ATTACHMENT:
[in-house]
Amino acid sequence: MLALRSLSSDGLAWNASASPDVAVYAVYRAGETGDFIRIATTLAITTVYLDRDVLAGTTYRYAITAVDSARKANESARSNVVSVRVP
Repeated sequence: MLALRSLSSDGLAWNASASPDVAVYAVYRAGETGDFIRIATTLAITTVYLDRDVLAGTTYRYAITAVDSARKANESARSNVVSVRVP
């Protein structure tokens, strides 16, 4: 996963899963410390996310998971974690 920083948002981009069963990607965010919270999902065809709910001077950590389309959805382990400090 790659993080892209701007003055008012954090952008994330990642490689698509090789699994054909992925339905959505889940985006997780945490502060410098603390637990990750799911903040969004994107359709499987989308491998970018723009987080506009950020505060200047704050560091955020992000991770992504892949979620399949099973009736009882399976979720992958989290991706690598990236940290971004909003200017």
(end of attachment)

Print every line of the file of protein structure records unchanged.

[in-house]
Amino acid sequence: MLALRSLSSDGLAWNASASPDVAVYAVYRAGETGDFIRIATTLAITTVYLDRDVLAGTTYRYAITAVDSARKANESARSNVVSVRVP
Repeated sequence: MLALRSLSSDGLAWNASASPDVAVYAVYRAGETGDFIRIATTLAITTVYLDRDVLAGTTYRYAITAVDSARKANESARSNVVSVRVP
């Protein structure tokens, strides 16, 4: 996963899963410390996310998971974690 920083948002981009069963990607965010919270999902065809709910001077950590389309959805382990400090 790659993080892209701007003055008012954090952008994330990642490689698509090789699994054909992925339905959505889940985006997780945490502060410098603390637990990750799911903040969004994107359709499987989308491998970018723009987080506009950020505060200047704050560091955020992000991770992504892949979620399949099973009736009882399976979720992958989290991706690598990236940290971004909003200017």